As we reach the end of a tumultuous year for the UK – and the wider world – we are also seeing the consequences of a pronounced economic downturn.
From councils and businesses to private individuals, everyone is trying to extract more value from existing services and contracts, while ensuring those contracts don’t increase in value.
However, sometimes price rises are inevitable, unavoidable, or simply imposed in the hope customers won’t vote with their feet and take their business elsewhere.
There’s often confusion about whether it’s legal to allow ISP increase prices mid-contract – and uncertainty about consumer rights in that eventuality.
Here’s what you need to know.
The legal stuff
Firstly, if you get a letter from your ISP announcing a mid-contract price rise, they’re legally within their rights to do so.
Some ISPs apply a fixed increase every year, while others have a clause buried in the small print of consumer contract T&Cs which permit a variable increase.
Typically, this is pegged to either the traditional retail price index, or the more modern consumer price inflation, usually with a three to four per cent premium tacked on.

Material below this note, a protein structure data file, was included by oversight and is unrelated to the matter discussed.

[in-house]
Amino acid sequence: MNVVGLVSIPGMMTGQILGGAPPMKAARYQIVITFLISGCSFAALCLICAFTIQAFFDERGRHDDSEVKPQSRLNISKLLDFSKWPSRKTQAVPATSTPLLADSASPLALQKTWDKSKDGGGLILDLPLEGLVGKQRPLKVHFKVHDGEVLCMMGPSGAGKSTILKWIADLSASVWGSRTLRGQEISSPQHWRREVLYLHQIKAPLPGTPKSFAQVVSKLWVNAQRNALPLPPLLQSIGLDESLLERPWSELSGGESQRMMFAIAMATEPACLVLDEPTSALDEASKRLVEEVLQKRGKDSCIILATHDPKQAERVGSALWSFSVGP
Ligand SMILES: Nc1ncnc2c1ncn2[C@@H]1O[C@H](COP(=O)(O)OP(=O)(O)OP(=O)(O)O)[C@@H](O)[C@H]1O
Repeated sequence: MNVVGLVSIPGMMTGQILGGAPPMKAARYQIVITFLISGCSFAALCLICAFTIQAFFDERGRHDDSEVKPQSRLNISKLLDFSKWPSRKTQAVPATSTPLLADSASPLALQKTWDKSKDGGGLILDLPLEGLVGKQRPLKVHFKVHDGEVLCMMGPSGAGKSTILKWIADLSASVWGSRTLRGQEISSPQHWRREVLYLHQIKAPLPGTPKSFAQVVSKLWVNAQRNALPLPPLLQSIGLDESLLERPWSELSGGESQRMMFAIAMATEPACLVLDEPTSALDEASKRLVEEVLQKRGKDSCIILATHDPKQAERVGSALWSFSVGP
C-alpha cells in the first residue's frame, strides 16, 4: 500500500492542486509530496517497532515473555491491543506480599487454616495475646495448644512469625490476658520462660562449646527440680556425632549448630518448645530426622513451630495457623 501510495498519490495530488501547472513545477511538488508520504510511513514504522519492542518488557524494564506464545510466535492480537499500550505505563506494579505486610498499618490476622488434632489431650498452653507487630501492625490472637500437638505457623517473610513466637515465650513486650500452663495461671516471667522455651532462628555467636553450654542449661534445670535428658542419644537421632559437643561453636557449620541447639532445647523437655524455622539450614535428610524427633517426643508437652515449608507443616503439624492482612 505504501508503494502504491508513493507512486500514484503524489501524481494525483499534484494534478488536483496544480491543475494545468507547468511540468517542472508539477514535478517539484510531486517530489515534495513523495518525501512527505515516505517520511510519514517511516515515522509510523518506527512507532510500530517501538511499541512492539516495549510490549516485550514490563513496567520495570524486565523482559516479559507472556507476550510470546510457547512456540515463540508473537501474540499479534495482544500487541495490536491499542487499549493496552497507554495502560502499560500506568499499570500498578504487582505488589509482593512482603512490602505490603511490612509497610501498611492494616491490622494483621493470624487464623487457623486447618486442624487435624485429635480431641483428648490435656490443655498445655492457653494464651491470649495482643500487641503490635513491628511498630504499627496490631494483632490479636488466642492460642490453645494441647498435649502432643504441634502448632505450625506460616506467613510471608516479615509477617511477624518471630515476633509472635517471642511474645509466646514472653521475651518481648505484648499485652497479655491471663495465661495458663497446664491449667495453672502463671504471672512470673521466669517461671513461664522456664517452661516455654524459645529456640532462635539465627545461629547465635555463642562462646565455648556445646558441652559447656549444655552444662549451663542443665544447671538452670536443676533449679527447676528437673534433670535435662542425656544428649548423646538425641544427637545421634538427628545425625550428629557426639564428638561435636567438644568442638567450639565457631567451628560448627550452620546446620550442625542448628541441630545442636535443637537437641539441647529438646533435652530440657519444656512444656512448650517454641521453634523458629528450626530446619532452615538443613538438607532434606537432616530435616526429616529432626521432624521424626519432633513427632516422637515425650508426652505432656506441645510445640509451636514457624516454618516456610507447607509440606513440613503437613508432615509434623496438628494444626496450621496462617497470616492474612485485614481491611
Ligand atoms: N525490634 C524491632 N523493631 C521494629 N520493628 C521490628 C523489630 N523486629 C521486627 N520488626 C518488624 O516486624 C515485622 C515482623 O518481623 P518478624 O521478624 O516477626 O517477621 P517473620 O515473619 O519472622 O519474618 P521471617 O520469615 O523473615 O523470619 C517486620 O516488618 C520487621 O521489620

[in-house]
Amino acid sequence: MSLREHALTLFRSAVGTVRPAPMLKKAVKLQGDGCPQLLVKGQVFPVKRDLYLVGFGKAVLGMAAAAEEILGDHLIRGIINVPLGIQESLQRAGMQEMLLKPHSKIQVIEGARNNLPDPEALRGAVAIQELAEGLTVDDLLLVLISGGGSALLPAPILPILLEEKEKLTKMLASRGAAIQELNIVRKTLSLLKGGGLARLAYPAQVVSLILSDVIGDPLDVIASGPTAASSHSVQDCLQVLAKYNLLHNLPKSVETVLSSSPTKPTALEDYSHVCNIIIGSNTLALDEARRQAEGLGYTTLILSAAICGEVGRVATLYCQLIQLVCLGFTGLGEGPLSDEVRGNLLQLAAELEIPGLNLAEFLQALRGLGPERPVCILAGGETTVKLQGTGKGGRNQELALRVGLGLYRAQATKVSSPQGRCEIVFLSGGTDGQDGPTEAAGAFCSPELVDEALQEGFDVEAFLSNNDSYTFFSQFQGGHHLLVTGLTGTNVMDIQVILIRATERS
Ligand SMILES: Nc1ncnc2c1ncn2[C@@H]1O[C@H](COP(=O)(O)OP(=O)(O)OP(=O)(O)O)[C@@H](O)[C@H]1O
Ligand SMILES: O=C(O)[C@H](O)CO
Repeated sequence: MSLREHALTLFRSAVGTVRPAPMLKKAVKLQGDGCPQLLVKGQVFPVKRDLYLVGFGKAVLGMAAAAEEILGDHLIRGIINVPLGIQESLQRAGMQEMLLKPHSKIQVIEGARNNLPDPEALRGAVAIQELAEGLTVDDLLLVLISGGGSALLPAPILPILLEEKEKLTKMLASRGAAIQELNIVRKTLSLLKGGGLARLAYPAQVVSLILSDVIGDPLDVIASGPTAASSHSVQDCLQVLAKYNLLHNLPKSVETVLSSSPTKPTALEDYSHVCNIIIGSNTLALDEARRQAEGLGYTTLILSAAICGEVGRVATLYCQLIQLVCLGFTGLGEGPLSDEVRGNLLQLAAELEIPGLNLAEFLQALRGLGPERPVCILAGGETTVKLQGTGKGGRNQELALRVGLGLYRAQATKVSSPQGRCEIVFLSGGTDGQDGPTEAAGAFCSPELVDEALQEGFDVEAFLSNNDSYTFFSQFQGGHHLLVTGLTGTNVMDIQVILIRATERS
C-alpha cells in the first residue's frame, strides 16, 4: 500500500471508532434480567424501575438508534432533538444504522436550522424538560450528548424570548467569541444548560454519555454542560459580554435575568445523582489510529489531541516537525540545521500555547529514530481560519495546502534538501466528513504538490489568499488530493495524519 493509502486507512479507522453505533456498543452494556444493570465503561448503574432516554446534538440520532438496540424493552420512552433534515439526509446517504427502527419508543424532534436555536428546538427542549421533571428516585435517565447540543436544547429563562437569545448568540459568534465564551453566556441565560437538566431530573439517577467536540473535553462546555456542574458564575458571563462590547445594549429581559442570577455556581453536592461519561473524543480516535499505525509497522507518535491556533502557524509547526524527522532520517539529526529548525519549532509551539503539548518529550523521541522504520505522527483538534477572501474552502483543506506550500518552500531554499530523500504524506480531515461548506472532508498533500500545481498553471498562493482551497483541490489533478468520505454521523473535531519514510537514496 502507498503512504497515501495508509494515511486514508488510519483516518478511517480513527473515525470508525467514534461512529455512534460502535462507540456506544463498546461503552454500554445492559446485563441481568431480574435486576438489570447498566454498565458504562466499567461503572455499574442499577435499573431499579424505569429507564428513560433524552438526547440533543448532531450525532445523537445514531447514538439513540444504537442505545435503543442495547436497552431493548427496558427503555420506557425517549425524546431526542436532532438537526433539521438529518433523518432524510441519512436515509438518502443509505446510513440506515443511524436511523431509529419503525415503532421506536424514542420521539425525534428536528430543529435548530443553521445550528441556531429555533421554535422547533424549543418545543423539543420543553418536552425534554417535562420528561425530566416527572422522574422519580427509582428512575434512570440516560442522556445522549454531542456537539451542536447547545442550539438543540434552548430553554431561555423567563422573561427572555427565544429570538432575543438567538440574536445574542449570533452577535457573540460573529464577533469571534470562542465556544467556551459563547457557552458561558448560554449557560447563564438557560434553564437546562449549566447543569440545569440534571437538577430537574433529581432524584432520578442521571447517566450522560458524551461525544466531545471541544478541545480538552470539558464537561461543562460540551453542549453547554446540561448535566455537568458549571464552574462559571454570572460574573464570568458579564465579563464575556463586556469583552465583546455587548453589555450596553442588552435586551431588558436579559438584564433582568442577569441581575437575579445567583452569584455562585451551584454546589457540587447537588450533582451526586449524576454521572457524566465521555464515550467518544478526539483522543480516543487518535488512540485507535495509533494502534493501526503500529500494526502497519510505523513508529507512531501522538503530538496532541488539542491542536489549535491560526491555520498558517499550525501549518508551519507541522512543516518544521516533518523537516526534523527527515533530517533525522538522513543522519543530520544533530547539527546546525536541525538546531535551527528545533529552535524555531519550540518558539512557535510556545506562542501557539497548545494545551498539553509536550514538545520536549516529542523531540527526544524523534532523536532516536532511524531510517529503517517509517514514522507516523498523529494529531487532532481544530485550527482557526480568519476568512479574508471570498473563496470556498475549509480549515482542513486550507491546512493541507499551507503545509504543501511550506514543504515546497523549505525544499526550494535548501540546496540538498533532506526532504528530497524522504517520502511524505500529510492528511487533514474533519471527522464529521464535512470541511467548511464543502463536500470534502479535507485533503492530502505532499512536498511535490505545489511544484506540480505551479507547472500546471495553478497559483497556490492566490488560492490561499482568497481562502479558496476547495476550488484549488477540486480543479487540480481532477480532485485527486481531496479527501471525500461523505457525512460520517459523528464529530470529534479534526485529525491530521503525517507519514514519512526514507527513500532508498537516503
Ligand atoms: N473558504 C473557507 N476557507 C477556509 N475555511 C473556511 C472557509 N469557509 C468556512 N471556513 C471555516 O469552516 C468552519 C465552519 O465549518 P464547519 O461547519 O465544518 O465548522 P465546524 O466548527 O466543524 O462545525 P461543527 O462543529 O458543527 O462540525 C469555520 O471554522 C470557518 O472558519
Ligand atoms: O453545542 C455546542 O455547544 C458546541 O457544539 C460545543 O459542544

In the latter scenario, you have no right to protest or cancel your contract. However, if your ISP has pledged to apply a fixed increase instead, you may.
This is because industry regulator Ofcom has introduced strict rules on what is and isn’t permissible in terms of price hikes.
Your first step is therefore to read the small print of your current broadband contract, line by line, to check whether potential future price rises were included.
If the contract isn’t clear about price increases, you should be able to exit your contract without attracting penalties for doing so.
This sounds confusing and unfair!
Earlier this month, they launched an industry-wide programme to examiner whether these in-contract price rises are being conveyed to consumers with sufficient clarity.
While we must all bear some responsibility for reading contract paperwork, it’s hardly fair to expect people to remember paragraph 23, subsection 3, bullet ii, clause 8 a year later.
Ofcom tends to take a while to reach a definitive conclusion in such matters, but there is the long-term prospect of clearer information being demanded.
In the meantime, Ofcom has already toughened the rules about clarity in new contracts – though only those which started after the 17th of June 2022.
This is good news for anyone whose current broadband contract is only a few months old, but those of us who entered into a contract before mid-June might well feel aggrieved.
Indeed, an Opinium poll conducted in October revealed over four in five consumers think mid-contract ISP price increases are unfair.
These sentiments have perhaps been sharpened by the growing need to ensure every pound of household income works harder than it did before.
However, since most ISPs are happy to retain the existing system, it’s going to be some time before we receive the clarity we might all hope for in our next broadband contract.